Update: PolitiFact assigned a new reporter to the story and produced a different version. See my separate review of the second attempt here.
The image immediately below occurs on a page listing the most recent of PolitiFact's national stories. The caption below the flaming "Truth-O-Meter" graphic will turn out ironically prophetic.
The second image (below) repeats the main fact-check claim and comes from the page that includes the fact check story. The deck below the headline material features a somewhat different claim, that 94 percent of bills are passed unanimously. That is, a particular procedure called "unanimous consent" is used to pass bills in the Senate at the 94 percent rate.
The second image features the flaming "Truth-O-Meter" image nearby, so the reader may infer that both claims mentioned in the image are ridiculous claims according to PolitiFact standards.
The fact checkers:
Lukas Pleva: writer, researcher
Bill Adair: editor
This is my first review of Lukas Pleva's work. The PolitiFact site identifies him as an intern from the University of Chicago.
Pleva most likely pleased the rest of the PolitiFact staff no end with the cheesy opening paragraph. Such openings occur often in PolitiFact stories and are meant to convey the bold attitude of their fact checks. That type of communication has no place in objective journalism, yet PolitiFact continues to present its stories, internal content aside, as objective journalism. I won't count that against Pleva. Most likely they made him do it.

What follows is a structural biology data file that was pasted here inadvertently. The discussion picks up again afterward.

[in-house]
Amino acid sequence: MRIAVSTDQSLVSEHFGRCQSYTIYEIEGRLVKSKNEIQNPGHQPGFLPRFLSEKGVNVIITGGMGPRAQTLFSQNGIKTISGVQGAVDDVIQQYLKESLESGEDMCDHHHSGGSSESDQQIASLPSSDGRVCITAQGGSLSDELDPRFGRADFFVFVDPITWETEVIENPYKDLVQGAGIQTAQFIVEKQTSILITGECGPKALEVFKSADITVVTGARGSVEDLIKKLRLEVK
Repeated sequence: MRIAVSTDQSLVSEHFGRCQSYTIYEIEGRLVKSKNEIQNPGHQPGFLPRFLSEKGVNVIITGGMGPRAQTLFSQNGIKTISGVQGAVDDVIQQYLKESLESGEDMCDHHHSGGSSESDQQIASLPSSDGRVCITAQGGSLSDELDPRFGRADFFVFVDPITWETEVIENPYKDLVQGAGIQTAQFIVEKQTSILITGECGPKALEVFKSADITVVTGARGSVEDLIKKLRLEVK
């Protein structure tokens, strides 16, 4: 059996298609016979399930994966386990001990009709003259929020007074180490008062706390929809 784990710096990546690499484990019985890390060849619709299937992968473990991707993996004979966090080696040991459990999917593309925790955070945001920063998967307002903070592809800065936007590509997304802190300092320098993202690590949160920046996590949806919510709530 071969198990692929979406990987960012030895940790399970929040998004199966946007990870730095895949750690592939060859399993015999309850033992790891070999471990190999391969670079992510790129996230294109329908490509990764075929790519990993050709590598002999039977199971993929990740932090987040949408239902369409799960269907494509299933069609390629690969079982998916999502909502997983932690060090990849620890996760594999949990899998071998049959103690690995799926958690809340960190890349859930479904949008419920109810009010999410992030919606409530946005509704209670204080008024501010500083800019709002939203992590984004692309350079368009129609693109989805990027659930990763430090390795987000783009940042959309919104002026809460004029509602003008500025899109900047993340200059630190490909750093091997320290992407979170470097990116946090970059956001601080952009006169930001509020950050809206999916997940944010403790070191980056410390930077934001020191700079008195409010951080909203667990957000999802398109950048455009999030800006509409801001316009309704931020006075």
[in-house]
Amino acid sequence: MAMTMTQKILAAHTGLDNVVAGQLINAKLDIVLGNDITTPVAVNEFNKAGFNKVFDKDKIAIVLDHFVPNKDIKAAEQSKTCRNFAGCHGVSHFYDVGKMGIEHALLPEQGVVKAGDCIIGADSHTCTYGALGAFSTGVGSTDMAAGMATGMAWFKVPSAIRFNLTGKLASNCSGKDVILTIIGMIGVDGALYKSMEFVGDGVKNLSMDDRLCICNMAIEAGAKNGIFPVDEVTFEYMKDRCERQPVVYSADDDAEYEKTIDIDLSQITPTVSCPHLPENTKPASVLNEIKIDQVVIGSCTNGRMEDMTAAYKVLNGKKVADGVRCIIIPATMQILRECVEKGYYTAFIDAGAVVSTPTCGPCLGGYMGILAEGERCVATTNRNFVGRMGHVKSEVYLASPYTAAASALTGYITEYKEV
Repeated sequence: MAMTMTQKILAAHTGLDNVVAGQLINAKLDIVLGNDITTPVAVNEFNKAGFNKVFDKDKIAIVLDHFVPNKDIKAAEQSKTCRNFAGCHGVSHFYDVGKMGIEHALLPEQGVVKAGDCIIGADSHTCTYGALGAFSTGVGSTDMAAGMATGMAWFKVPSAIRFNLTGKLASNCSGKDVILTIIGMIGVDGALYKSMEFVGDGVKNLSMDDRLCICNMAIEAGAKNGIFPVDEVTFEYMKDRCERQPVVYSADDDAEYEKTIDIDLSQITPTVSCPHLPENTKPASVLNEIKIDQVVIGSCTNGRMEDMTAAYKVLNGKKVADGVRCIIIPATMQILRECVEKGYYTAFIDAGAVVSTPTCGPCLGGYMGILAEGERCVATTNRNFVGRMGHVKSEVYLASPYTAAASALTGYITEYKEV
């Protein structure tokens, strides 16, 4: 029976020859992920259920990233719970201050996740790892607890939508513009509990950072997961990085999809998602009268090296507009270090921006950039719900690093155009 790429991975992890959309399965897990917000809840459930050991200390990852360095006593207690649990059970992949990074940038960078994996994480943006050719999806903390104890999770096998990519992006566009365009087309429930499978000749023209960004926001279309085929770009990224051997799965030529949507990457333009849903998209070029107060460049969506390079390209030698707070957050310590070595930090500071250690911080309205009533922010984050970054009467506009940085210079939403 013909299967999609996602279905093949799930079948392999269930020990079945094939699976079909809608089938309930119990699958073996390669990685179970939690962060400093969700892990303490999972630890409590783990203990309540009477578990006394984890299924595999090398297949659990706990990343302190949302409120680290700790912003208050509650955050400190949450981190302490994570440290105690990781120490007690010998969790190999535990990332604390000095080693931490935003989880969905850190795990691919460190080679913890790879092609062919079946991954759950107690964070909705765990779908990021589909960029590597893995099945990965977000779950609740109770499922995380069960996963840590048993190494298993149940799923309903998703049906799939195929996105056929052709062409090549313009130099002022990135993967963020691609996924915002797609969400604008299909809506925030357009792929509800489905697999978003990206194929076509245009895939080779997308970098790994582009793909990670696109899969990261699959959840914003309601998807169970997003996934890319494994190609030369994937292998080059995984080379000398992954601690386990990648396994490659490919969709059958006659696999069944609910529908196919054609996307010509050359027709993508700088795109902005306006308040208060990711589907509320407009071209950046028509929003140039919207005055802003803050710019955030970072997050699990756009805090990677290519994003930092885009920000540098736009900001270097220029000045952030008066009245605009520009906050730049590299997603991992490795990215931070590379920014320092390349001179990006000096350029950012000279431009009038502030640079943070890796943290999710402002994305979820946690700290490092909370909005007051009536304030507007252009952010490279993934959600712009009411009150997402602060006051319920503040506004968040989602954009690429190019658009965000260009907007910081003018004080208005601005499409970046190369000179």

On to the content:
On May 26, 2010, Sen. Jim DeMint, a Republican from South Carolina, posted a video of one of his speeches on YouTube. Speaking about legislative openness, DeMint said that Congress is plagued with secrecy and lack of debate on important issues: "At this point in the Senate, 94 percent of all the bills are passed unanimous consent -- 94 percent. So this is hardly a lack of productivity. And what this means is 94 percent of the bills that pass the Senate have no debate, no vote, no amendments, no reading of the bill, no online disclosure, and very often no score from the Congressional Budget office."Ignoring the first paragraph, the fact check is great through this point. It communicates Sen. DeMint's message with reasonable accuracy and offers a full quotation of DeMint with no ellipses. The fourth graph sustains that standard by recounting how PolitiFact contacted DeMint for the source of his claim.